Activists, Preschoolers Rally for Religious Freedom in Playground Case

Religious freedom is not something to toy with – even on the playground.

On Wednesday, an unusual crowd gathered outside the Supreme Court in Washington, D.C. as justices inside heard oral arguments on whether or not a religiously-affiliated preschool can receive government money to make its playground safer for kids. In interviews with MRC Culture, conservative and religious speakers, rallying in support of the school, demanded the media “tell the truth” about the case.

The morning began with bubbles wafting in the air as children sang along to Disney music. Large gold balloons spelling “Fair Play” billowed in the breeze. One little girl next to a plastic slide carried a sign reading: “Make playtime safe again.”

Despite the festive atmosphere on the court’s steps, the reason for the gathering was no cause for cheer. Sponsored by Concerned Women for America, the rally claimed to serve two purposes: to protect kids and to preserve religious freedom. Both are being discussed in Trinity Lutheran Church of Columbia v. Comer – a case deemed by rally speakers to be one of the most important the Supreme Court will decide this term.

As Ralph Reed, chairman of the Faith and Freedom Coalition, announced from the podium, “everyone agrees” that “this is the largest, most seminal and most important religious freedom case” to be argued in the court’s current session.

In 2012, Missouri’s Trinity Lutheran Child Learning Center applied for a state grant to refurbish its playground floor with recycled tire scraps. Although the preschool ranked number 5 out of 44 applicants, it was ultimately denied state money because of its religious association.

As the newly-full bench of justices heard oral arguments, an assortment of conservative and religious speakers explained why the Trinity decision is so vital.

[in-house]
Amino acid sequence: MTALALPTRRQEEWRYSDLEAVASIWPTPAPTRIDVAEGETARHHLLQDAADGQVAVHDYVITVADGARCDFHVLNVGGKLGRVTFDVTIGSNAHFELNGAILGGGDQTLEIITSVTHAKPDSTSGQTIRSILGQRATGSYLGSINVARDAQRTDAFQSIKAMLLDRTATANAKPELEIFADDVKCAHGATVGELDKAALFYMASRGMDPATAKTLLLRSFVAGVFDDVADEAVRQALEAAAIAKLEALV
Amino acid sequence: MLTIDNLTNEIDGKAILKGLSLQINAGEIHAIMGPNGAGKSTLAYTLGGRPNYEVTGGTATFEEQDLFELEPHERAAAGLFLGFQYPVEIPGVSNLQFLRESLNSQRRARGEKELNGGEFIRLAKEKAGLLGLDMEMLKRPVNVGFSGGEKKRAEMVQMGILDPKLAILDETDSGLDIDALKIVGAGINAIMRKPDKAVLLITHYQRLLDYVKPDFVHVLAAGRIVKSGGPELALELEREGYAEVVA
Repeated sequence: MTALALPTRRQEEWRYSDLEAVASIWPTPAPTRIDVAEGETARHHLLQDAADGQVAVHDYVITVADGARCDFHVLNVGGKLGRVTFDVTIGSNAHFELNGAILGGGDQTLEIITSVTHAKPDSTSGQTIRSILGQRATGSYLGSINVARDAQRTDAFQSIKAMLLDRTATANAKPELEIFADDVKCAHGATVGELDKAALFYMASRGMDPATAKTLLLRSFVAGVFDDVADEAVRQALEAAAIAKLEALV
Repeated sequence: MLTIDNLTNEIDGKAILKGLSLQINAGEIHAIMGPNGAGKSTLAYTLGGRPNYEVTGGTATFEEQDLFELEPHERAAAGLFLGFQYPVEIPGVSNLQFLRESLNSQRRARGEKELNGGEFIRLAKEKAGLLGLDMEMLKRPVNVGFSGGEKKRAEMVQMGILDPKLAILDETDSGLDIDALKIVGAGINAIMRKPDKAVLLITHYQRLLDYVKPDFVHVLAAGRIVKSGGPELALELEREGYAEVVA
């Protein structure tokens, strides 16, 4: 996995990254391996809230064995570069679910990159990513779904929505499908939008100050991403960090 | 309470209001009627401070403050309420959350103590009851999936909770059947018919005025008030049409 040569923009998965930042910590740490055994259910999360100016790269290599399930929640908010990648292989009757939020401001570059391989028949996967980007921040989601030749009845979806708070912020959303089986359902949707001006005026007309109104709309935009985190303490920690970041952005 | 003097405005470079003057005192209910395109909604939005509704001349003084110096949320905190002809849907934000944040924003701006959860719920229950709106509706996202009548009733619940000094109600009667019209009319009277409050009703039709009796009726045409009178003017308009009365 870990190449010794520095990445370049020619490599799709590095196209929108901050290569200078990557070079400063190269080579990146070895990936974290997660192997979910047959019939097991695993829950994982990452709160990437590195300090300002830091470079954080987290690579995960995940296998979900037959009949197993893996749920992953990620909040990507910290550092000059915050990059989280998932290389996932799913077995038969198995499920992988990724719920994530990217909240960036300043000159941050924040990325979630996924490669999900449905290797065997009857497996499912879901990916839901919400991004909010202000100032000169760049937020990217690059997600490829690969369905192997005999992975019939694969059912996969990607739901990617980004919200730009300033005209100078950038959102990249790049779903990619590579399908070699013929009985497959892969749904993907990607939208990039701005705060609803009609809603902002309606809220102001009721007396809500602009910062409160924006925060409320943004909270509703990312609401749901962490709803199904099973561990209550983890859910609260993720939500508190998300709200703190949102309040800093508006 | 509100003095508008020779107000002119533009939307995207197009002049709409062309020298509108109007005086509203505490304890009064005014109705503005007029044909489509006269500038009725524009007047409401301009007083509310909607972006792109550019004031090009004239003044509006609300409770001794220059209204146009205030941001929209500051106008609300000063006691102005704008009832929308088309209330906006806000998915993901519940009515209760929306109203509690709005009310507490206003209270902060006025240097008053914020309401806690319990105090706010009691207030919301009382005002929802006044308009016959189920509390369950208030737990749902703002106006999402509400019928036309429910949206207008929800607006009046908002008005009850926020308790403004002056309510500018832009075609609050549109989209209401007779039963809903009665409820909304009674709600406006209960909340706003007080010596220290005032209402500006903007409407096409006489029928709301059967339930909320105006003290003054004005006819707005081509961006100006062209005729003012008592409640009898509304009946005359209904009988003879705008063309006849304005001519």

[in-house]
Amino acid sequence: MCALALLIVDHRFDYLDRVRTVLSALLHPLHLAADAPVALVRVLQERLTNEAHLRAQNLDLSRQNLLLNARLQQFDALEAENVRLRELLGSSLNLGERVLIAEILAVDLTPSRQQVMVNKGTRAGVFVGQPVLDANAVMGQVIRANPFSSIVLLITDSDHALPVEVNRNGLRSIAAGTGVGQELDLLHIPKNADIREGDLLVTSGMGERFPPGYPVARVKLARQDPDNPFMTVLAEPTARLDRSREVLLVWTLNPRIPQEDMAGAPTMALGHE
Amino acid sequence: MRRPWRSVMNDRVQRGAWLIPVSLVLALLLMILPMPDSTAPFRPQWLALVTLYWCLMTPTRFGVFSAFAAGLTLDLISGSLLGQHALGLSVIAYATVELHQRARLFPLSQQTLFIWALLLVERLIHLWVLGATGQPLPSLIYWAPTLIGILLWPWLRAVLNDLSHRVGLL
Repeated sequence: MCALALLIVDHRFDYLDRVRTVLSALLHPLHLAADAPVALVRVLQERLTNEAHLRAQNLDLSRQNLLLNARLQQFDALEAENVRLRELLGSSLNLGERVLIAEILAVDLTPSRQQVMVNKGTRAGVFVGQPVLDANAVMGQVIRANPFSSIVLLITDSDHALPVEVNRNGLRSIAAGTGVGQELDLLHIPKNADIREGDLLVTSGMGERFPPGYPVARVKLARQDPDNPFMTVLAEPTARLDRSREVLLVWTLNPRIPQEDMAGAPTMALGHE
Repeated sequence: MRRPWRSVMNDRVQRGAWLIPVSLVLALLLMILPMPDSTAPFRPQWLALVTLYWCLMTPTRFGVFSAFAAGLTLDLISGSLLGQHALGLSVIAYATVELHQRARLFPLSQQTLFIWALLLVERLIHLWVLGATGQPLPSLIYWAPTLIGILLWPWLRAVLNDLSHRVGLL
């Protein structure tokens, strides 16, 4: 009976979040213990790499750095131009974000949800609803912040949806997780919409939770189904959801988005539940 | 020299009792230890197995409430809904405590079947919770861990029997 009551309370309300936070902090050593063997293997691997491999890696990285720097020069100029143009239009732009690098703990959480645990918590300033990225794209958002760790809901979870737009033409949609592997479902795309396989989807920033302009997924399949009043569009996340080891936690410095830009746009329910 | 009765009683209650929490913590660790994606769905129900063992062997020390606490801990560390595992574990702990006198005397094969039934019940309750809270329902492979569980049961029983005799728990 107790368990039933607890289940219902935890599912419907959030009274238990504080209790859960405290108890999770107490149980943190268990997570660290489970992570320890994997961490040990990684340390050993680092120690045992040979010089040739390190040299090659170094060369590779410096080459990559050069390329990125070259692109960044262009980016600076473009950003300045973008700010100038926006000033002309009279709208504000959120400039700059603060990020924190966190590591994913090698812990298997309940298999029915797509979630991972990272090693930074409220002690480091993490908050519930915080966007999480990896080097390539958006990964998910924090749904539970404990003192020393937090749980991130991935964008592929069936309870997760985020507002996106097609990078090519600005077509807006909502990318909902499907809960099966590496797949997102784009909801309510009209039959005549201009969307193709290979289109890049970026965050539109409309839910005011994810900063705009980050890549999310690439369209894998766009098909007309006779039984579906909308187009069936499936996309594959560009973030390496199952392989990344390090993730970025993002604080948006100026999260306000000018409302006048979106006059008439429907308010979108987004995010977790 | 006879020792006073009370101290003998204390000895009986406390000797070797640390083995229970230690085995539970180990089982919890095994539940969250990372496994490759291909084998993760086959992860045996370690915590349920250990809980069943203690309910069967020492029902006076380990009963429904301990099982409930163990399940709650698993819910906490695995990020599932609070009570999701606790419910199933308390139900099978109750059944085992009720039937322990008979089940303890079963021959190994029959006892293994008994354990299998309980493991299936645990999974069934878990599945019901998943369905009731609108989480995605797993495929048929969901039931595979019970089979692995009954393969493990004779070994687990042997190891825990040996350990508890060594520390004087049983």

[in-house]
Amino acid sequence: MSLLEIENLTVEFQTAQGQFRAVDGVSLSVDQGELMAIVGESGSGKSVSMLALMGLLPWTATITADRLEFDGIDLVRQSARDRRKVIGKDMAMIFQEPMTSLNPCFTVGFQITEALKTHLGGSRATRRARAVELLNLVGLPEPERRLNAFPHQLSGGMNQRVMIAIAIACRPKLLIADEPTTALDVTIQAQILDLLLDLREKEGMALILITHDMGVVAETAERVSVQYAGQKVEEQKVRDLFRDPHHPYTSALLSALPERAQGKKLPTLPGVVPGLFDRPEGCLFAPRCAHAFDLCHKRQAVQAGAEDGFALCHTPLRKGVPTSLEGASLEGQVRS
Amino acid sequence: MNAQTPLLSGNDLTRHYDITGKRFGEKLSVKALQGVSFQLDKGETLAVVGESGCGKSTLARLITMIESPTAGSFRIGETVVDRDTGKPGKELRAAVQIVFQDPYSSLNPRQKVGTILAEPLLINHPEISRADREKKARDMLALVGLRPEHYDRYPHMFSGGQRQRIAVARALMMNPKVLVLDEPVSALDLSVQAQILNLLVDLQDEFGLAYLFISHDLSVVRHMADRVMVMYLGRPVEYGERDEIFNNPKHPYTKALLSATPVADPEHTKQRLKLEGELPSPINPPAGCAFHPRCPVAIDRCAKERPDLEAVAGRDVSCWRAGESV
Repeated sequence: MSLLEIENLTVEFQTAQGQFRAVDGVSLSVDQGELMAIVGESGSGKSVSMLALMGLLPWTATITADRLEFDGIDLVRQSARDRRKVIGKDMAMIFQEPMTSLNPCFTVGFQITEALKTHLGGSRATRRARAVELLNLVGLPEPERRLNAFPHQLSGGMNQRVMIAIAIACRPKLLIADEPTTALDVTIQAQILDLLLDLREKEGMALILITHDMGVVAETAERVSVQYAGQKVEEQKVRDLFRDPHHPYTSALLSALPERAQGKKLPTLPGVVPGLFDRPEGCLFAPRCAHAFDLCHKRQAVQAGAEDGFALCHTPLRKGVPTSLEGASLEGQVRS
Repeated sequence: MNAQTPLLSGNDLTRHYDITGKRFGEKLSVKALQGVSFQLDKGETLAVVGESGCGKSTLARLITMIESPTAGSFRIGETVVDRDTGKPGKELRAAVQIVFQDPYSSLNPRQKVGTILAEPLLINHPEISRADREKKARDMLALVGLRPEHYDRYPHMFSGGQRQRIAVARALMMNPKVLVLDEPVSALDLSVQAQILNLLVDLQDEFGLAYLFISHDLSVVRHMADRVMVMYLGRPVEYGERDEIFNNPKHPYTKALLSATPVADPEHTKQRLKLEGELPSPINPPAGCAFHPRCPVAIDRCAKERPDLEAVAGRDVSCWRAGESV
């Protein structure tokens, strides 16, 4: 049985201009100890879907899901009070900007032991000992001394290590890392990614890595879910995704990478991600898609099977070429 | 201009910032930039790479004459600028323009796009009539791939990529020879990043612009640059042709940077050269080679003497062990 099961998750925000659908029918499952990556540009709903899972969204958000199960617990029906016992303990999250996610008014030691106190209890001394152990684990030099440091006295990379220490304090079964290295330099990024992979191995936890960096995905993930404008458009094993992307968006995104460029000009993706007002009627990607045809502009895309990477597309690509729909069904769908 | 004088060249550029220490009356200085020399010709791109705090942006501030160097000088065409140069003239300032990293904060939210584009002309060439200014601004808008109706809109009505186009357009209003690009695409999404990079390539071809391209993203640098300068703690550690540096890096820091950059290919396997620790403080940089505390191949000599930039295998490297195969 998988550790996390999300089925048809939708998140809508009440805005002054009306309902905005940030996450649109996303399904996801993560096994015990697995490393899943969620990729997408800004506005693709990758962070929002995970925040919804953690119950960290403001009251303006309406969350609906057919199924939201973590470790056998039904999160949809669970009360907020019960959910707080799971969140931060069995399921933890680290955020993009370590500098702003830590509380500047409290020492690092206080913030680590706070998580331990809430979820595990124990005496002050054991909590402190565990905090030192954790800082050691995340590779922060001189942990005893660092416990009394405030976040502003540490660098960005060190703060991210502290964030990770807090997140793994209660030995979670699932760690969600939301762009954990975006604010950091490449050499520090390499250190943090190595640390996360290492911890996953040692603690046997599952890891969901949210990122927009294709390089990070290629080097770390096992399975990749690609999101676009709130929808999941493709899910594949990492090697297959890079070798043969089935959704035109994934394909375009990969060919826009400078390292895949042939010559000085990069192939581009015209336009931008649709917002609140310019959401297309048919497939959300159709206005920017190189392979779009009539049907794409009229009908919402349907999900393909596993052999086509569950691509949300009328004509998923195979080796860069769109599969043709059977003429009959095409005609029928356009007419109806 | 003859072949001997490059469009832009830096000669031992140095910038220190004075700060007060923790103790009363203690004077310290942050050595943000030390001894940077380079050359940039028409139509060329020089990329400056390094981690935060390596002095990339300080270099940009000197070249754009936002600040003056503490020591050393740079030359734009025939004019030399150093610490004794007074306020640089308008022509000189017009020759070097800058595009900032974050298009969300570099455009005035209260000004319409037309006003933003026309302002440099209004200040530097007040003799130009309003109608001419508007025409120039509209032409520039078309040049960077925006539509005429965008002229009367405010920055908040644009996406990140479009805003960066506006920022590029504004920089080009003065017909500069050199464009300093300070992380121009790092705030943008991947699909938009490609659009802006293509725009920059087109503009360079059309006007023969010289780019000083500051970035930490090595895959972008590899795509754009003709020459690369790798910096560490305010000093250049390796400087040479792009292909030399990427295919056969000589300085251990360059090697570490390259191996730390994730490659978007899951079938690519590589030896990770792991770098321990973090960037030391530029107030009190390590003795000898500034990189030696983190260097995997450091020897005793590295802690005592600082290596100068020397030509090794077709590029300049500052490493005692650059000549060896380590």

“On this case, the Constitution is very clear,” declared Jerry Johnson, President of the National Religious Broadcasters.

Kerri Kupec, communications director of Alliance Defending Freedom, the legal group representing Trinity, also weighed in.

“The case is important because it’s going to ask the question, ‘Can the government deny people of faith, and their religious organizations, their freedom to participate equally in society?’” she told MRC Culture in an exclusive interview. “The reality is, Trinity Lutheran is not being – they’re not asking for special treatment,” she added. “They just want to be treated like everyone else.”

Concerned Women for America President Penny Nance agreed.

“This is a very important issue for people of faith, no matter what your faith,” Nance told MRC Culture. “We believe that the First Amendment guarantees our religious freedom and it doesn’t mean that any particular group should be singled out for worse treatment.”  

Kupec also stressed the importance of a win for the preschool, saying “a loss would mean that you could see religious organizations losing access to public benefit options” like “police and fire protection.”

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Activists Demand Media ‘Tell the Truth!’

Several of the speakers addressed media coverage of the case in exclusive interviews to MRC Culture.

Rev. Patrick Mahoney, director of the Christian Defense Coalition, hoped that the media would “tell the truth” and highlight that the case treats people of faith as “second class citizens.”

Nance was encouraged by the press presence at the rally.

“I hope that the media, and there’s a lot of media here today,” Nance said, “will recognize that this is about our first amendment rights to practice our faith and not be singled out and treated poorly or worse.”  

Kupec elaborated on two points she wanted the media to report.

“Over 90% of the kids who go to Trinity Lutheran’s preschool don’t actually attend the church,” she urged, and added, “this playground is open after hours and on the weekends” as a benefit to the neighborhood and community.

“When the government discriminates against a religious organization, like Trinity Lutheran, they’re not just hurting the safety of the children that attend that school,” Kupec concluded, “but they’re actually hurting the neighborhood and the community around them as well.”

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